For garnish consider a dollop of creme fraiche or yogurt or cream, (especially if you used veg stock). Crumbled bacon or some crumbled/grated cheddar on the top of each bowl would be delicious and make a very hearty meal with a hunk of this week's bread.
I saw a recipe for a very similar celeriac soup in which the vegetables and broth were all thrown together in a Dutch oven, simmered on stove top for 5 minutes, then simmered in the oven covered for 3 hours. Not a quick dinner solution but this method would sweeten and deepen the flavors and would be lovely.
 
 
 
Breaded and Fried Celeriac
From Mark Bittman's cookbook, How to Cook Everything Vegetarian, this process results in crunchy, yet tender celery root strips. Serve with the parsley pesto below. You can also try this procedure with winter squash served with a curried mayonnaise.
1/2 cup flour
2 eggs, beaten, seasoned liberally with salt and pepper
1 cup plain bread crumbs
large celeriac, peeled and cut into 1/4 inch thick slices
3 TB butter, plus 3 TB olive oil for frying
Set out three shallow bowls, next to each other in order, one with flour, another with eggs and third with bread crumbs. To bread celeriac, toss with flour, shaking off extra. Immerse in eggs, then toss to cover with bread crumbs. Set on a parchment-lined cookie sheet until all pieces have been breaded. Heat oil in a medium frying pan over medium to medium-high heat, so that oil reaches about 350F. Fry celeriac, allowing space between each piece, until golden. Flip and fry the other side, about 5-10 minutes total. Drain on paper towels. Repeat with remaining celeriac. If you have a lot of vegetables to cook, keep fried vegetables warm in a 200F oven set on a cooling rack over a cookie sheet for 10-15 minutes. Serve with parsley pesto.
 
 
Lion's Head Meatballs
A traditional Shanghai casserole dish featuring oversized pork meatballs and greens. The large meatballs are meant to represent a lion, and the shredded greens its mane.
1 pound bok choy, Napa cabbage, or spinach leaves
1 – 2 green onions or scallions, minced
1 teaspoon minced ginger
1 large egg
1 pound ground pork
3/4 teaspoon salt
1 teaspoon granulated sugar
2 1/2 teaspoons pale dry sherry
3 tablespoons light soy sauce, divided
1/2 teaspoon Asian sesame oil
Black or white pepper, to taste, optional
2 - 3 tablespoons cornstarch or flour
Wash and drain the bok choy or other greens. Cut crosswise into 3 inch strips. Mince the ginger and green onion.?

In a small bowl, beat the egg with a fork. In a medium bowl, combine the ground pork with the green onion, ginger, salt, sugar, dry sherry, 1 tablespoon soy sauce, Asian sesame oil, pepper if using, and the egg, using your fingers to mix together the ingredients thoroughly. Add as much flour/cornstarch as needed to make so that the mixture is not too wet. (I start with 2 tablespoons and then add 1 teaspoon at a time).?

Form the ground pork into 4 large meatballs. Flatten them a bit so that they are not completely round.?

Heat 2 tablespoons oil in a skillet or wok on medium-high heat. When the oil is hot, add the 4 meatballs. Cook for 5 minutes until browned on the bottom. Turn and cook the other side (adjust the heat if the meatballs are cooking too quickly).?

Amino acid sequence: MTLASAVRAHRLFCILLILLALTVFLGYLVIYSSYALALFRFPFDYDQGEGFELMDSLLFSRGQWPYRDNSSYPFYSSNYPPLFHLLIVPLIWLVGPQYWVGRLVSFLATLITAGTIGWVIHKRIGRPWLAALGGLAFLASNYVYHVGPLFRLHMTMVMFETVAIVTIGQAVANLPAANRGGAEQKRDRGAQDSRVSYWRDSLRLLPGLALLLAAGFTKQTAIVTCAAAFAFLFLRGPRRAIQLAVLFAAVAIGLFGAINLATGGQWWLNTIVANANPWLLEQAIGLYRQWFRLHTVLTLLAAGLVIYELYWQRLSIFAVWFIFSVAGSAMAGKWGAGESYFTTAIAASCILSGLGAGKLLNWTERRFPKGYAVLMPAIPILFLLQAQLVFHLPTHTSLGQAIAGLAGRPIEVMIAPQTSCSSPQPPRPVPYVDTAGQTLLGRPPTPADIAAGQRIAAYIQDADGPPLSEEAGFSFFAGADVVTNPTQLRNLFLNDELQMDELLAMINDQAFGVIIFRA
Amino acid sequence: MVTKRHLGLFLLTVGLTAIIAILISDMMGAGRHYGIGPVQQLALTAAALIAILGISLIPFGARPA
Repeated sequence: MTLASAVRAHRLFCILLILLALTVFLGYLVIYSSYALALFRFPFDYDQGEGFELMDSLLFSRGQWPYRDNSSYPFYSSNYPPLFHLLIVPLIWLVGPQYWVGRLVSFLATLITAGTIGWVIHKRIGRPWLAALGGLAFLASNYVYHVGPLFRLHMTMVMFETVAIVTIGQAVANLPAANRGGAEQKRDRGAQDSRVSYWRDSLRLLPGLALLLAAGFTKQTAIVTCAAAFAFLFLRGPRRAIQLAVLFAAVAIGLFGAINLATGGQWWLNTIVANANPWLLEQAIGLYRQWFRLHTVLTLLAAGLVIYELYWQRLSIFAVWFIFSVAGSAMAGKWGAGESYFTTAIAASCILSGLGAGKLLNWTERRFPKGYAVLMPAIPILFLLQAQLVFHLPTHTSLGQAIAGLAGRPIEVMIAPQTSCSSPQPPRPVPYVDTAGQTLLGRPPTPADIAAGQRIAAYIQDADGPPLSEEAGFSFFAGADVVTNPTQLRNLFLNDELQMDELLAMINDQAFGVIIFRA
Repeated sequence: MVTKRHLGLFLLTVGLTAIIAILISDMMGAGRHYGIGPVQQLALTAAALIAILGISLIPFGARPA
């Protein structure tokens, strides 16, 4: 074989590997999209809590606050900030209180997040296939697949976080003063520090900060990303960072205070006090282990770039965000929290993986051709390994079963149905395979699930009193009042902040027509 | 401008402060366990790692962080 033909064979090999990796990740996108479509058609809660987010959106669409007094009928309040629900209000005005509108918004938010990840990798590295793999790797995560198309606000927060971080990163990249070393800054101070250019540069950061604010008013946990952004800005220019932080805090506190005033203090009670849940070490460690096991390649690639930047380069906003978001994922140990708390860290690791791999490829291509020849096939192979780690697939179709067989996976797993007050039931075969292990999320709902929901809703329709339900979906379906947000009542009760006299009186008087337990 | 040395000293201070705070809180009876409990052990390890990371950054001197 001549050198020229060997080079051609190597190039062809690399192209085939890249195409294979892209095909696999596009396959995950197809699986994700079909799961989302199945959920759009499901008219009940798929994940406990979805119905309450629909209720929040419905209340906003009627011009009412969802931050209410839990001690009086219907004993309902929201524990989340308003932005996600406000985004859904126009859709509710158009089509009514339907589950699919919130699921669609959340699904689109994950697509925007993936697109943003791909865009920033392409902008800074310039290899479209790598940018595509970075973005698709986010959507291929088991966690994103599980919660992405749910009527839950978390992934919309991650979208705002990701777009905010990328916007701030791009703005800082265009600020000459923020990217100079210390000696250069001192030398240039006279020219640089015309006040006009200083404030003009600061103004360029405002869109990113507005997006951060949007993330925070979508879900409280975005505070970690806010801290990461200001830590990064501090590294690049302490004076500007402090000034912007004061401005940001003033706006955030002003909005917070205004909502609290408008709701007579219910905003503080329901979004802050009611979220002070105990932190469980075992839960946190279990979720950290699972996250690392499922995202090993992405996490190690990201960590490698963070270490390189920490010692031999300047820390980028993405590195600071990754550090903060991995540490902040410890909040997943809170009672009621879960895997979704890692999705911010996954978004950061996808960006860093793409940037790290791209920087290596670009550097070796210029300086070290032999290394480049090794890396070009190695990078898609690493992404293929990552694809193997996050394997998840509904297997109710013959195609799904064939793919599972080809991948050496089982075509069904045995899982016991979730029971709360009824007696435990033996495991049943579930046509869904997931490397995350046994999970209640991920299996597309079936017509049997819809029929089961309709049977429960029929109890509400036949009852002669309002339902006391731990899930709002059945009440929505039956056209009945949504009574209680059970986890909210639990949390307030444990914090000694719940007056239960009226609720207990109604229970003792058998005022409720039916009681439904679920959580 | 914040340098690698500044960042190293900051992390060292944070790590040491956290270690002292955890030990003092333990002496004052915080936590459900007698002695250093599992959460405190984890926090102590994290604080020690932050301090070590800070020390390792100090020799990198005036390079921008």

In a flameproof casserole dish or saucepan that is large enough to hold the meatballs, heat the chicken broth and 2 tablespoons soy sauce to boiling.?

Add the meatballs, reduce the heat and simmer, covered, for 10 minutes. Add the bok choy. (You can arrange the bok choy on top of the meatballs so that it steams, or lay some right in the broth if there is room). Simmer for another 15 minutes or until the meatballs are cooked through and there is no pinkness in the middle.
To serve Lion's Head Meatballs, serve each meatball on a small plate surrounding by the greens, or in soup bowls with some of the bok choy and broth. You can also thicken some of the broth with a cornstarch and water thickener and pour over the meatballs.

 
 
Meatballs to go in Tomato Sauce
This is a recipe for meatballs that you can make and add to your favorite tomato sauce.  Like many recipes this one calls for a mix of ground meats, but you can use just pork or just a couple ground meats.  It's important that there are enough dry ingredients to help hold the meatballs together.  If after mixing these, they feel a bit wet/loose, add a bit more bread crumbs.  The final step in making these is adding them to your favorite tomato sauce which you should have on the go in a pot ready when you have finished browning the meatballs.
 

1 teaspoon salt
1/2 cup fine fresh bread crumbs
1/2 cup whole milk
1 1/2 lb meatloaf/meatball mix (mixed ground beef, pork, and veal)
1 medium onion, coarsely grated
5 tablespoons chopped fresh flat-leaf parsley (or use 4-5 tsp dried)
1/4 teaspoon dried hot red pepper flakes
1 1/2 tablespoons vegetable oil
2 TB parmesan or other aged sharp cheese
1 egg
stir together bread crumbs and milk in a large bowl and let stand 5 minutes. Add meat, onion, 3 tablespoons parsley, red pepper flakes, and remaining teaspoon salt and blend with your hands until just combined well (do not overmix). Beat one egg in a bowl and add egg to mixture blending well.  Form 2-tablespoon amounts into meatballs (about 20).

Heat oil in a 12-inch heavy skillet over high heat until hot but not smoking, then sauté meatballs in 2 batches, turning occasionally, until well browned, about 5 minutes. Transfer browned meat balls with a slotted spoon to a pot of waiting hot tomato sauce where they will finish their cooking.  In a pot of simmering sauce the meatballs should only take 5 mins to cook through.  Test one to be sure, there should be no remaining pink inside.